“There is no retention of sockeye salmon permitted at this time. Given the low abundance of sockeye and the expected en-route mortality, impacts on sockeye are to be minimized and DFO is working with all users of the resource to limit impacts on sockeye.

While fishing for pink, chinook and chum salmon, anglers should avoid using fishing methods that catch sockeye salmon and fish selectively. The first principle of selective harvesting is to avoid catching non-targeted stocks. This means that anglers should use methods that do not catch sockeye. The following fishing methods enable anglers to catch pink, chinook and chum salmon and rarely intercept sockeye salmon:

Bar Fishing
Trolling Spoons at Creek mouths
Float Fishing
Pulling Plugs
Fly Fishing

We encourage anglers to continue to use these methods to target pink, chinook and chum while avoiding sockeye.

Please note that bottom bouncing is NOT considered a selective fishing method and is strongly discouraged. The Department requests that selective fishing techniques be used and will continue to closely monitor the situation to ensure impacts on sockeye are at a minimum.

Should DFO feel that the rate of compliance is insufficient to ensure the adequate passage of sockeye, spot closures or a “no fishing for salmon” restriction may result.”

In the summer months, especially this year, water temperature is not as tolerable for salmonids so fish which are released always have a chance of dying due to stress. It is important for the recreational fishing community to demonstrate that selective fishing practices can be done while protecting runs which are closed for fishing so future stocks are not jeopardized. If the department observes too many sockeye salmon being caught and released, then the fishery will most likely be shut down once again to ensure the safe passage of these fish.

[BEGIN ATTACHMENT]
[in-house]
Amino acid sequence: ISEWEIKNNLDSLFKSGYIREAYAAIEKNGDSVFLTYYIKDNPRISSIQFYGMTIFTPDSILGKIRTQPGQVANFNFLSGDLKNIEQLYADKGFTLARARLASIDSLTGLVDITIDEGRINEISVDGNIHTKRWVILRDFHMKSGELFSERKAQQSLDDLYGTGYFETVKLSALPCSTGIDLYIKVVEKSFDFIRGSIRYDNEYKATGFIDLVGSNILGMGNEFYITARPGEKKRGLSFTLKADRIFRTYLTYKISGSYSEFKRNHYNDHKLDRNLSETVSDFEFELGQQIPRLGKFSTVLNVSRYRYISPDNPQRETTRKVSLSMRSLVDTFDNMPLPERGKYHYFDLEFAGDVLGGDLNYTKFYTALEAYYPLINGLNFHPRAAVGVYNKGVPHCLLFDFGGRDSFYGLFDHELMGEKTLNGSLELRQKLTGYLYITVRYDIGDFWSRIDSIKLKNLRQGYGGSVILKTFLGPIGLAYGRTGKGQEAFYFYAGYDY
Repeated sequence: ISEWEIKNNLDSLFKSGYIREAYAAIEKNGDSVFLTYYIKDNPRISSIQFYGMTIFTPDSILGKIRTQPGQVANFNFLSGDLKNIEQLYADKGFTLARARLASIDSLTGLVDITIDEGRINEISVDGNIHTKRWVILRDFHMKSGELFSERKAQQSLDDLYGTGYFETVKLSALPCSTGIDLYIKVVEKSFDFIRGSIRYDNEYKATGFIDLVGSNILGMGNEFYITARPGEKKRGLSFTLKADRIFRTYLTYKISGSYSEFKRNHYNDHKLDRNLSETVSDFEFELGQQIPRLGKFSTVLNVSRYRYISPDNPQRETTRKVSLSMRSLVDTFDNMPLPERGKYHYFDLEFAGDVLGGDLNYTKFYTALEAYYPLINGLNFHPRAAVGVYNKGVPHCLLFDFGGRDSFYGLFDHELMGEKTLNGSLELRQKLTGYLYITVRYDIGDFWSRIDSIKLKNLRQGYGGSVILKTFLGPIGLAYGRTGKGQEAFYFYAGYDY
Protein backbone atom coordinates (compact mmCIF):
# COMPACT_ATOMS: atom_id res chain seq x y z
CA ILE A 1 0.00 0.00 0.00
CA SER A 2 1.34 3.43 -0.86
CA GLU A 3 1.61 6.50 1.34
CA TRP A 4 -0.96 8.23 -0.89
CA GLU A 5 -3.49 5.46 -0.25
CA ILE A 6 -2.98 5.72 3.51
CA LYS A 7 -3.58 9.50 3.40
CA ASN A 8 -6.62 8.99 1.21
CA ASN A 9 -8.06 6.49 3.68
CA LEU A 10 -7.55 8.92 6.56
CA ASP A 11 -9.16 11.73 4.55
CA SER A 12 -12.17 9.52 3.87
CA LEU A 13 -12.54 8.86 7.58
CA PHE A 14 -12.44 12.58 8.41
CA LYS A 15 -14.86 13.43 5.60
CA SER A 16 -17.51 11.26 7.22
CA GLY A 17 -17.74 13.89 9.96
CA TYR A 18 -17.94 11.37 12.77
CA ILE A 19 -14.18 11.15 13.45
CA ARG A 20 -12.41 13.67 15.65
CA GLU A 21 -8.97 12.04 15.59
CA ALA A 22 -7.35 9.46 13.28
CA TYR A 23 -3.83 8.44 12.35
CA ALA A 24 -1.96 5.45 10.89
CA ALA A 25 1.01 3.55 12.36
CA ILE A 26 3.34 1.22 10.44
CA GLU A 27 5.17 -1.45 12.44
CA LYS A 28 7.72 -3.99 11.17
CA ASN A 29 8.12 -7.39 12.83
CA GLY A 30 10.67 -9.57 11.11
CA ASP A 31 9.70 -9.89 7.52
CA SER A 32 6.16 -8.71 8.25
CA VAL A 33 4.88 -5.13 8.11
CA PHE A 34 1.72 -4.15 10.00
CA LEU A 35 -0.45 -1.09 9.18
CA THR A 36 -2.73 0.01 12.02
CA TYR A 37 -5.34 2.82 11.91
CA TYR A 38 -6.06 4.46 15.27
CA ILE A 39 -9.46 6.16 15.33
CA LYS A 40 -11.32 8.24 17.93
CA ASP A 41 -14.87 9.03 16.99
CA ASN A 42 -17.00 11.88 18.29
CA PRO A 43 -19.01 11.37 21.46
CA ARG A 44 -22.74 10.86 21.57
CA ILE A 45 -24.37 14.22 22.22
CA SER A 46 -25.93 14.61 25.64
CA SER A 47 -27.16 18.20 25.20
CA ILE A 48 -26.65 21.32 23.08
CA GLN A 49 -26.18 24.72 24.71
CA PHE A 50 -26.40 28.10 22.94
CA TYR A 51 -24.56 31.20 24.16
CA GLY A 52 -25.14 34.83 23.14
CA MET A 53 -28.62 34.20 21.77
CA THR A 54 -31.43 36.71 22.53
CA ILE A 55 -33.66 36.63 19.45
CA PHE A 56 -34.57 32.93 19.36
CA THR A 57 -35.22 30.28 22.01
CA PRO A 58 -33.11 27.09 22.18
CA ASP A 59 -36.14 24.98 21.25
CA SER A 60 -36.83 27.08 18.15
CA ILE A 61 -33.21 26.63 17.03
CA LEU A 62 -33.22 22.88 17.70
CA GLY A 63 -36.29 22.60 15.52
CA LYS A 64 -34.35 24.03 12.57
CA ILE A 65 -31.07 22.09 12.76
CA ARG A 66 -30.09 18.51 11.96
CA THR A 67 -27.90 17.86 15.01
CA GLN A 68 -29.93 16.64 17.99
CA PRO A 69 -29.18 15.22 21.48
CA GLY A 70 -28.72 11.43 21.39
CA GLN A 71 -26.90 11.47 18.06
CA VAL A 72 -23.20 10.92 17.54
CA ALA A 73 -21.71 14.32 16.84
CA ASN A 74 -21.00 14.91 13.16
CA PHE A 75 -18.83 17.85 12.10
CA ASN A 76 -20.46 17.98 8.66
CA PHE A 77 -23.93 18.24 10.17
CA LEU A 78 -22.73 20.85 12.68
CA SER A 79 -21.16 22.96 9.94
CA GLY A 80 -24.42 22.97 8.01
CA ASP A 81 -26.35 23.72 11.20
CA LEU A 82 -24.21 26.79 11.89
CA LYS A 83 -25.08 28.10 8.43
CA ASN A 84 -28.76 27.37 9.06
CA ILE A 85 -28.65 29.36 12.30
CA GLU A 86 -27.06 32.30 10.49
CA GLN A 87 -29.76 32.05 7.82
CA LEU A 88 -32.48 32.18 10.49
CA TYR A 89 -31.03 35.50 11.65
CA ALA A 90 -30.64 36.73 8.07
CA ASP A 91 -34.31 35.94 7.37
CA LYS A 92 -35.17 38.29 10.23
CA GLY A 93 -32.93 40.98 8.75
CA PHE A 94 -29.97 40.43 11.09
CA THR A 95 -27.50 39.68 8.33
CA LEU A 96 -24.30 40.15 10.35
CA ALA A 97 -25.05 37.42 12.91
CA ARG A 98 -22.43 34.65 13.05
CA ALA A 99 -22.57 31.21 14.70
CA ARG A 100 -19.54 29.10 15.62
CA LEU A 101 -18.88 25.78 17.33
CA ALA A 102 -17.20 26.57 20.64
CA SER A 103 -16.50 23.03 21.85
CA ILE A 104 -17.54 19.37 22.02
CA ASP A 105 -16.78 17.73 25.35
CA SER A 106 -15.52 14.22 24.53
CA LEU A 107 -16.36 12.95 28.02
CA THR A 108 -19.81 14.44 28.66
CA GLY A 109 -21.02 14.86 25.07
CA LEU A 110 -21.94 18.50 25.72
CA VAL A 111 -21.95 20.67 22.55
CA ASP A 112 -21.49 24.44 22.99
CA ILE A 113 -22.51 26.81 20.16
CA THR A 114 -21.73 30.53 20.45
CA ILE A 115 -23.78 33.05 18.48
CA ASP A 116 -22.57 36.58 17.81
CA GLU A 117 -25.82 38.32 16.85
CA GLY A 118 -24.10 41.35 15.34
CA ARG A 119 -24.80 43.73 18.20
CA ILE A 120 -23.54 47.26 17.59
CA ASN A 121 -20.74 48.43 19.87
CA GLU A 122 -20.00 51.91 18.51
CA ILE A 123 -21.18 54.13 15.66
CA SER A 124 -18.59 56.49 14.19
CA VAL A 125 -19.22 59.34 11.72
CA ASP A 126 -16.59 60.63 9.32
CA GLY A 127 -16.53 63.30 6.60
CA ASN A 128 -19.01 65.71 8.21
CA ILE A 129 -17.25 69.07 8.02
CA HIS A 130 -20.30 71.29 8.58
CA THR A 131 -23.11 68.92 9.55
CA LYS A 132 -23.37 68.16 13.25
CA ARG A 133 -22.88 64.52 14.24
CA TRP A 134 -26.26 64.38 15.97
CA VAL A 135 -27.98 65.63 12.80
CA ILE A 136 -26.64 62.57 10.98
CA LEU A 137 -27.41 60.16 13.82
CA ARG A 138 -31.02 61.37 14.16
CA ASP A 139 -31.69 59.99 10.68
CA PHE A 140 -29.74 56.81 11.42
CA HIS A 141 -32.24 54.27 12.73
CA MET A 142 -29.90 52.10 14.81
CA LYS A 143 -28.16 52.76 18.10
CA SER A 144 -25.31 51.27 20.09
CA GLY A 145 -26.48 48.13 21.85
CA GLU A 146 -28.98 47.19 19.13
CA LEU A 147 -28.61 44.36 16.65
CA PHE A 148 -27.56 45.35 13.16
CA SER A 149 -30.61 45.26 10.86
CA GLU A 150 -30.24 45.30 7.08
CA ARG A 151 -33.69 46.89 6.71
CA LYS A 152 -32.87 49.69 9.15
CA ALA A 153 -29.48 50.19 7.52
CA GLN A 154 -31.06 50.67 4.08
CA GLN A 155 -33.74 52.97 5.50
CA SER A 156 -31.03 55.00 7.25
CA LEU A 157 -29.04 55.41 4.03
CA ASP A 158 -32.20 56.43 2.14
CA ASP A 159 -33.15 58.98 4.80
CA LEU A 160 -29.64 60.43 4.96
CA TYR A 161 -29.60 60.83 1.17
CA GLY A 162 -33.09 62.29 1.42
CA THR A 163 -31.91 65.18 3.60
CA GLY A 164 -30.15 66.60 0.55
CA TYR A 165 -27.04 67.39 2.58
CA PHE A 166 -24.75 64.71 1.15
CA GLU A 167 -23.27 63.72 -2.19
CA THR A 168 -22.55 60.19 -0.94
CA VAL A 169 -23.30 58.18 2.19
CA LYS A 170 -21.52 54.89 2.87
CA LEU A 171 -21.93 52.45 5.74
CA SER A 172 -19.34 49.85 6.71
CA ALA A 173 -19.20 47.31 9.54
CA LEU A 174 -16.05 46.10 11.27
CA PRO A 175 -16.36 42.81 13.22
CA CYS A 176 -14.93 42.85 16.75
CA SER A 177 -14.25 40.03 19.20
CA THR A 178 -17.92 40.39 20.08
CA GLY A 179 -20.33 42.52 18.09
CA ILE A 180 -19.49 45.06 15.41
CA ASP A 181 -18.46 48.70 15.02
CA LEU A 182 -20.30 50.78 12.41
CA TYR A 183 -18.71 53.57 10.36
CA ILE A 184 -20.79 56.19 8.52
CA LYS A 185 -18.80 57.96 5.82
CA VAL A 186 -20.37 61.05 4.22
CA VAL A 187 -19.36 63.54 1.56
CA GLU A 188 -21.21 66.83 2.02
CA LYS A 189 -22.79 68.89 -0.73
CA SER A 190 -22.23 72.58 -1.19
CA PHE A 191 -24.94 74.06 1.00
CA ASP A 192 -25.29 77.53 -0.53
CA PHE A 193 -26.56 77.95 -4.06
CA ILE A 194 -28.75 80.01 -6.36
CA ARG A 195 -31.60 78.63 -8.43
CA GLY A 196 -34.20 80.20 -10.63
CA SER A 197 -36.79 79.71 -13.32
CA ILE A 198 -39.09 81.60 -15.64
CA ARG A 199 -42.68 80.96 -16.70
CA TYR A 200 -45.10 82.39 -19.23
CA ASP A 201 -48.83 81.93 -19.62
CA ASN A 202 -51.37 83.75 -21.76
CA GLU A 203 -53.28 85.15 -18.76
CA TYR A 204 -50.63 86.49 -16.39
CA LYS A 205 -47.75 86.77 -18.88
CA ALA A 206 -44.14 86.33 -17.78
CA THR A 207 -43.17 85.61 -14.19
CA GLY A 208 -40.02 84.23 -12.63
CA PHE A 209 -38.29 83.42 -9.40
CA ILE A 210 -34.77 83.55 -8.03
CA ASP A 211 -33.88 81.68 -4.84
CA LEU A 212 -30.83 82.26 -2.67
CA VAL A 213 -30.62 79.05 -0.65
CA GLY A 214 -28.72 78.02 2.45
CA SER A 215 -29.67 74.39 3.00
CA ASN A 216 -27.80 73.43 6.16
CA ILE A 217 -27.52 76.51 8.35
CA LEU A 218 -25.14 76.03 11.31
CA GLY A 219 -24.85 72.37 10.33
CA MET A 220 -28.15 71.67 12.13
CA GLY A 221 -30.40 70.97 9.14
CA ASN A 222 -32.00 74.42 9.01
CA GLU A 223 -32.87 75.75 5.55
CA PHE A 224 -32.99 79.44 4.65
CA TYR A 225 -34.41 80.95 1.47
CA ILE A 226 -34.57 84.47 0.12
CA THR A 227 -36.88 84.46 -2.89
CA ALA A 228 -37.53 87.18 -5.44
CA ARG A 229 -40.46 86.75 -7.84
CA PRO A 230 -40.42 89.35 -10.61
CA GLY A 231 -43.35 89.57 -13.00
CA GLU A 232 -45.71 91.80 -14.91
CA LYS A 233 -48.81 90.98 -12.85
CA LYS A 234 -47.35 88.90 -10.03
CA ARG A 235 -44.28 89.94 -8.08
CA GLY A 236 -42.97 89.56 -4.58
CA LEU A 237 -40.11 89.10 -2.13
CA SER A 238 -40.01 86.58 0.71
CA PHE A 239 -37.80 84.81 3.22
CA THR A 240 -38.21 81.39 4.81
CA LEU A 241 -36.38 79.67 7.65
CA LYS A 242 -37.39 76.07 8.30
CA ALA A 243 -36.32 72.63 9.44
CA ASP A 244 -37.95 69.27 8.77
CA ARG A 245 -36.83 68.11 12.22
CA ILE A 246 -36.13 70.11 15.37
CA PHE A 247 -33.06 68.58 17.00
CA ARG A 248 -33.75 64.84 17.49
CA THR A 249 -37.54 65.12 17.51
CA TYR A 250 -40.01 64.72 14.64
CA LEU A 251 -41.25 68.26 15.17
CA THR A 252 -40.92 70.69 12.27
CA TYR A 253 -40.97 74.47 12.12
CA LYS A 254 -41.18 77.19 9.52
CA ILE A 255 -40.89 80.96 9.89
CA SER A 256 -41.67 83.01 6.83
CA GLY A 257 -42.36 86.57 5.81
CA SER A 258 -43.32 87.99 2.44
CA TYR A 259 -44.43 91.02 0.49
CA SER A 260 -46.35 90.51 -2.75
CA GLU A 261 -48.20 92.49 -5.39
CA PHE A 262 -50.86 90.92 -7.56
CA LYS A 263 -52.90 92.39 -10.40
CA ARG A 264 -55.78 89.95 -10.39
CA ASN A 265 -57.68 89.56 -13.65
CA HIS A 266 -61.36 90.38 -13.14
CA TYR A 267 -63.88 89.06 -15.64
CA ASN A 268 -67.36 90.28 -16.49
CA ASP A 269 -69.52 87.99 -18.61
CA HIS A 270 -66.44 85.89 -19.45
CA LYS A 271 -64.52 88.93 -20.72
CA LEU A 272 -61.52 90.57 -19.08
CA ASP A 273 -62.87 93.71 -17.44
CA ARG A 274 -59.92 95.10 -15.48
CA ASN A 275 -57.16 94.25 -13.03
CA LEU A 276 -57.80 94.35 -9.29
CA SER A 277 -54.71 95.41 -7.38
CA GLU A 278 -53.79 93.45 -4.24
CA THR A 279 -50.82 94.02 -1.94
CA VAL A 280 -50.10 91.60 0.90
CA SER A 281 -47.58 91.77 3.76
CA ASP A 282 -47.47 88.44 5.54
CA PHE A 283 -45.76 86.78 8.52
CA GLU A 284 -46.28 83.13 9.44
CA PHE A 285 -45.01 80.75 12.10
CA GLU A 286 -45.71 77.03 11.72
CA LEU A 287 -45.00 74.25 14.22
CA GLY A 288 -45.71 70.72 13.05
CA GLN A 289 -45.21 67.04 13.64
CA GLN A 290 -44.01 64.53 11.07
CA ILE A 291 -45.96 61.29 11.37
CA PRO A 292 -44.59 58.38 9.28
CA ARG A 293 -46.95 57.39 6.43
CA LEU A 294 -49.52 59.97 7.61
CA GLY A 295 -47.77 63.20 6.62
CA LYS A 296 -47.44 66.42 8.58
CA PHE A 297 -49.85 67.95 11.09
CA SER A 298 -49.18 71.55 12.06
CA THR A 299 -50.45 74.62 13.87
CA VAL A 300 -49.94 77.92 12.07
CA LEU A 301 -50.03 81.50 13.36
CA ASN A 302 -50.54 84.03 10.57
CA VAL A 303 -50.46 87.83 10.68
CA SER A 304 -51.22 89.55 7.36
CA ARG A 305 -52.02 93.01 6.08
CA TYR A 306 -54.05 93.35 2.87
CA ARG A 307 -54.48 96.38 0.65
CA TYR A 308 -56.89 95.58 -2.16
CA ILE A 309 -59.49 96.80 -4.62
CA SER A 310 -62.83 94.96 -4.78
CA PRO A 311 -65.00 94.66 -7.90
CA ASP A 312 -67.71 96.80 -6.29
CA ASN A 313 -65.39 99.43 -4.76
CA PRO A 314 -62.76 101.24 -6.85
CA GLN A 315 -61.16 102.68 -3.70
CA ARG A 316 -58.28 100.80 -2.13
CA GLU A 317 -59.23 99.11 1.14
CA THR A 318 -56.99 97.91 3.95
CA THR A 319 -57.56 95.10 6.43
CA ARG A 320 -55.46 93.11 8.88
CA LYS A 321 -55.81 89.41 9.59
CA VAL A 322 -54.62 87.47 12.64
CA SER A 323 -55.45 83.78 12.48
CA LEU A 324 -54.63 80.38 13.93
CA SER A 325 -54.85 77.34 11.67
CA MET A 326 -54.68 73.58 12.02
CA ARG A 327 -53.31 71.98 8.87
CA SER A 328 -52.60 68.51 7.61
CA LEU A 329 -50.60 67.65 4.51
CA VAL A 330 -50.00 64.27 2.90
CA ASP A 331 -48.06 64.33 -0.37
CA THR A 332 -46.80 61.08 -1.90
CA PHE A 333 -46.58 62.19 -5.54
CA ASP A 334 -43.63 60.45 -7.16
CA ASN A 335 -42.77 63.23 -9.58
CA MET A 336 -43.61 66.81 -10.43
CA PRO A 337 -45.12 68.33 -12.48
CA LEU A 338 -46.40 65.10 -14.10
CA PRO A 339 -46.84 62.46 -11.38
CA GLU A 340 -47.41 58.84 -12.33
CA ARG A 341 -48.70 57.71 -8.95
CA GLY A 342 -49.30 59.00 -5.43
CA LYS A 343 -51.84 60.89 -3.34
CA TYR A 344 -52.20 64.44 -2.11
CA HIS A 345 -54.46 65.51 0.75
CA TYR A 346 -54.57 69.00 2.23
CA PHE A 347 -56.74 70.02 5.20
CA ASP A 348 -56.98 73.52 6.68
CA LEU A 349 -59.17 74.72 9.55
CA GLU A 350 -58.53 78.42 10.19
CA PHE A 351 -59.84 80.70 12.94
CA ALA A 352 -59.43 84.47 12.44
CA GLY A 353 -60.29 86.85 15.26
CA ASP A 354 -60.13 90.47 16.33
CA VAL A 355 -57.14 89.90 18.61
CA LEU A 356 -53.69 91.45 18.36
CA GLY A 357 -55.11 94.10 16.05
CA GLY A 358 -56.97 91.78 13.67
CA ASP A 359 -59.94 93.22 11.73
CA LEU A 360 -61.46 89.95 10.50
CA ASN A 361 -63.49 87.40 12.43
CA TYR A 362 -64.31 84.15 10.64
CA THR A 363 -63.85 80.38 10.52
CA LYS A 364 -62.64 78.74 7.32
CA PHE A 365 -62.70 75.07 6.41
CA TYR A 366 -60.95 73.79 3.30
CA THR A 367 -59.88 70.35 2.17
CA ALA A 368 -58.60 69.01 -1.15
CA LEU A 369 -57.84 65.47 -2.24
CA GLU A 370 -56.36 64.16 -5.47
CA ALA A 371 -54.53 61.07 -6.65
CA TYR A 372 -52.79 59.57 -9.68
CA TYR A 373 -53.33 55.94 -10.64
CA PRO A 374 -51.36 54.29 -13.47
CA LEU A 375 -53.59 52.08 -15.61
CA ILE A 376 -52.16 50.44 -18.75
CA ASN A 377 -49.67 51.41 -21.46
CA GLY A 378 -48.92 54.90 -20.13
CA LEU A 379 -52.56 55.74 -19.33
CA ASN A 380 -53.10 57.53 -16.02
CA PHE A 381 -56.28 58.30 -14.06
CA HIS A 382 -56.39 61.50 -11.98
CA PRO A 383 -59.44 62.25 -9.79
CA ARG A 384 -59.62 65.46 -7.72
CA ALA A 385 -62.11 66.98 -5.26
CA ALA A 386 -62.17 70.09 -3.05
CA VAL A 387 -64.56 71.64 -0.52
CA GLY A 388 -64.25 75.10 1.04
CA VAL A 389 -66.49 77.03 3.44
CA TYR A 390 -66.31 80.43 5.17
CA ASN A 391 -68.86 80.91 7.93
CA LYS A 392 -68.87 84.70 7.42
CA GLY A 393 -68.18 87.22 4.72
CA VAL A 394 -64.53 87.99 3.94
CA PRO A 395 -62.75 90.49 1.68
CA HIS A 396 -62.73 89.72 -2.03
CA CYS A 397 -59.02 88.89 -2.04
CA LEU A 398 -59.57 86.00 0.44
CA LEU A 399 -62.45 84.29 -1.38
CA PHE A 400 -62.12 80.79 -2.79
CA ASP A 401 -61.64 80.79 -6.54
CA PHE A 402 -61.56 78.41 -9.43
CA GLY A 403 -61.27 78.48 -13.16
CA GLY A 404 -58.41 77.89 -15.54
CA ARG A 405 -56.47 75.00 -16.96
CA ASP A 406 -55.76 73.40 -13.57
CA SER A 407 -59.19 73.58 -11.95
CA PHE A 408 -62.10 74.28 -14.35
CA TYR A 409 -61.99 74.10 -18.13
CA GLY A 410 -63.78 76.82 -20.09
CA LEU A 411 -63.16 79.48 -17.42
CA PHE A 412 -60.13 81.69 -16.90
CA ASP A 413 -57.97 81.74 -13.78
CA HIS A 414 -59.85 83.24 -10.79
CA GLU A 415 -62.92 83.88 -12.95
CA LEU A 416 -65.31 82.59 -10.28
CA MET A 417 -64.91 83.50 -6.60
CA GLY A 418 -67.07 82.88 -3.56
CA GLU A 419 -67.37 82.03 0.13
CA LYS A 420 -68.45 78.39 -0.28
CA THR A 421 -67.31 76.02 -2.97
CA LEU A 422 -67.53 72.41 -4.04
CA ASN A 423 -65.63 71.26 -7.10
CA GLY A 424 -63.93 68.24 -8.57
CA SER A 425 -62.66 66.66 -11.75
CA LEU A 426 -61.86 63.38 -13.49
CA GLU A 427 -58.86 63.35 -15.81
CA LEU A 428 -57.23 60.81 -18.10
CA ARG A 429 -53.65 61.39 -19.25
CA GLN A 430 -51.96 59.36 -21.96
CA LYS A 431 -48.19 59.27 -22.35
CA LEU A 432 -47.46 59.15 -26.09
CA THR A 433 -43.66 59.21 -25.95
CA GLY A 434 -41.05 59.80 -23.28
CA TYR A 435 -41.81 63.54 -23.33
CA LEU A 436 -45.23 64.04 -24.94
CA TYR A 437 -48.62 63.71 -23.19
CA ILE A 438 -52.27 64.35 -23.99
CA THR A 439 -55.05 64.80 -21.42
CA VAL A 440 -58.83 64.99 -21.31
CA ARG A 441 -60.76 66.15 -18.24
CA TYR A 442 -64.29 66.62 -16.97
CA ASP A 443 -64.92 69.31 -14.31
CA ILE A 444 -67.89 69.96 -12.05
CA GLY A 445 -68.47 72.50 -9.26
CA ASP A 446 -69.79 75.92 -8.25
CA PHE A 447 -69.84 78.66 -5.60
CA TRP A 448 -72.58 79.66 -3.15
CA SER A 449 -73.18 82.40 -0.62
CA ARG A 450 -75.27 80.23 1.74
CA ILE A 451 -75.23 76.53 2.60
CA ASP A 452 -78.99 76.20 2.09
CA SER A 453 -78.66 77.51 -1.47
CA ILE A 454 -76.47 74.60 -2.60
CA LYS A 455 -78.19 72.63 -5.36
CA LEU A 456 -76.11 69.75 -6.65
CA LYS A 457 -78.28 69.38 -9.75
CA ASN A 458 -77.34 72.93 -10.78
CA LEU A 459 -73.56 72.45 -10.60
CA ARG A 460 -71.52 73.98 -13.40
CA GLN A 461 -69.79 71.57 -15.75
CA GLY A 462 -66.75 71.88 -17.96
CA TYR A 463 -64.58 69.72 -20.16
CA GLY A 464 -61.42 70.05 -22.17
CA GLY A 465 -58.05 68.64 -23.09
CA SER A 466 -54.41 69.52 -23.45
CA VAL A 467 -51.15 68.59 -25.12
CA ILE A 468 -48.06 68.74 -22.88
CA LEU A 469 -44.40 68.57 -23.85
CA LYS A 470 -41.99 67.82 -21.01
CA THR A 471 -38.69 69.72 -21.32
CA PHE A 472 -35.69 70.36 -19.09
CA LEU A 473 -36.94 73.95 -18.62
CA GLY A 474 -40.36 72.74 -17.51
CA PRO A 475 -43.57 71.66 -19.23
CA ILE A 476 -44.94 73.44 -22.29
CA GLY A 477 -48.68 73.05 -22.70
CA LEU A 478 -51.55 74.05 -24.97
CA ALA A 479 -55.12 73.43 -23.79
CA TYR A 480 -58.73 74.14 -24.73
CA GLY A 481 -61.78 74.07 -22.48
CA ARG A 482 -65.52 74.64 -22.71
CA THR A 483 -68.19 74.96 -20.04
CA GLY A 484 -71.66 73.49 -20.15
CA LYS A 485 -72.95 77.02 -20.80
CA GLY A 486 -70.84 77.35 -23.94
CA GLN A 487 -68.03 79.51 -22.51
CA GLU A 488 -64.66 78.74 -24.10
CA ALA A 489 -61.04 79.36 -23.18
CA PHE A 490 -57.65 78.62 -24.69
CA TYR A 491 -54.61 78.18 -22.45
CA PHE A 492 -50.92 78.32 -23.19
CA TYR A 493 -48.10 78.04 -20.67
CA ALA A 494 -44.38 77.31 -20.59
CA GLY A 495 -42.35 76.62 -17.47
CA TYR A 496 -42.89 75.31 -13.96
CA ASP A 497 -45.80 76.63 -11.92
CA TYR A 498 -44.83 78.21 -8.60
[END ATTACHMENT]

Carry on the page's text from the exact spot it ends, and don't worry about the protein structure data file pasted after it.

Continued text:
Sockeye salmon in the Lower Fraser River generally do not bite as they travel upstream. During a sockeye salmon recreational fishing opening, fish are usually caught by flossing (or more commonly referred to as bottom bouncing), which involves the use of a long leader so the fish are accidentally hooked in the mouth as it swept across the river. This technique is not encouraged when sockeye salmon are not open for fishing, because it is not selective. Instead, anglers are asked to catch chinook, pink and chum salmon by bar fishing, casting and retrieving lures, float fishing with bait, etc. The chance of hooking a sockeye by using these methods is significantly lower than flossing.

Bar fishing is done in the non-tidal portion of the Fraser River, usually between Hope and Chilliwack where the current is adequate enough to troll a spin-n-glow at a stationary spot. If you have never experienced bar fishing before, please check out the following links for more information.

In the tidal portion of the Fraser River, chinook salmon are typically caught by plunking freshly cured salmon roe. This technique can be very successful for jacks, which are males returning one year earlier than other fish in the same run. The video, Tidal Fraser Bottom Setup, gives you an idea how this is done.

For pink salmon, which don’t enter the Fraser River until the end of August, they can easily be caught by casting and retrieving spoons and spinners. The article, Fishing for Tidal Fraser Pink Salmon, provides an overview of this fishery and explains the technique used to catch these abundant fish.

Have a great long weekend! We will have some fantastic salmon fishing opportunities coming up in the next four months across Southern British Columbia so lets enjoy it without impacting closed species. By complying to these requests, the recreational fishing community can lead by example when it comes to protecting vulnerable salmon stocks.